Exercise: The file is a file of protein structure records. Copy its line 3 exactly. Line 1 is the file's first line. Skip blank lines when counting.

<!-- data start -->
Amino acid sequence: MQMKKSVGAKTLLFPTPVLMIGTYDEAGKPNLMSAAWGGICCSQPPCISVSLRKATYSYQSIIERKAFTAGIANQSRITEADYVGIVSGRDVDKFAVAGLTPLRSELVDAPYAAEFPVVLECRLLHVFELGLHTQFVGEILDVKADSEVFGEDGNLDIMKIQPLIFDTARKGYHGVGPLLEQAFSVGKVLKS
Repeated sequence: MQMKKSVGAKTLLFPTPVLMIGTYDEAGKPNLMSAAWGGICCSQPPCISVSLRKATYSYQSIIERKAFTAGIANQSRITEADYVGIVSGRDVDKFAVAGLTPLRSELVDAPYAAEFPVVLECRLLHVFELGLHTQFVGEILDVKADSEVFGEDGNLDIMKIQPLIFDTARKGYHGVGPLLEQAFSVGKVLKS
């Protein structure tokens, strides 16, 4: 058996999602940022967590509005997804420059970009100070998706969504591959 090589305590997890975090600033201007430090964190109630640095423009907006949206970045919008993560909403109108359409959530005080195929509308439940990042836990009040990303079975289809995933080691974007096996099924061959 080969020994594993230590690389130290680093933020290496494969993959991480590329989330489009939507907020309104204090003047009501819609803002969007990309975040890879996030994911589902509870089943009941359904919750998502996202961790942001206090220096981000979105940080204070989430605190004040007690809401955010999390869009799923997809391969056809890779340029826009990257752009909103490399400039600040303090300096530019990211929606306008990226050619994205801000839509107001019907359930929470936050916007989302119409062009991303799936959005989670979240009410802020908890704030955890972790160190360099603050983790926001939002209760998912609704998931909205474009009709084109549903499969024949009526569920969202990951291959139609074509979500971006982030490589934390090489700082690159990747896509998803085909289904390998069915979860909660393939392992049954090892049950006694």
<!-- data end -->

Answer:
């Protein structure tokens, strides 16, 4: 058996999602940022967590509005997804420059970009100070998706969504591959 090589305590997890975090600033201007430090964190109630640095423009907006949206970045919008993560909403109108359409959530005080195929509308439940990042836990009040990303079975289809995933080691974007096996099924061959 080969020994594993230590690389130290680093933020290496494969993959991480590329989330489009939507907020309104204090003047009501819609803002969007990309975040890879996030994911589902509870089943009941359904919750998502996202961790942001206090220096981000979105940080204070989430605190004040007690809401955010999390869009799923997809391969056809890779340029826009990257752009909103490399400039600040303090300096530019990211929606306008990226050619994205801000839509107001019907359930929470936050916007989302119409062009991303799936959005989670979240009410802020908890704030955890972790160190360099603050983790926001939002209760998912609704998931909205474009009709084109549903499969024949009526569920969202990951291959139609074509979500971006982030490589934390090489700082690159990747896509998803085909289904390998069915979860909660393939392992049954090892049950006694």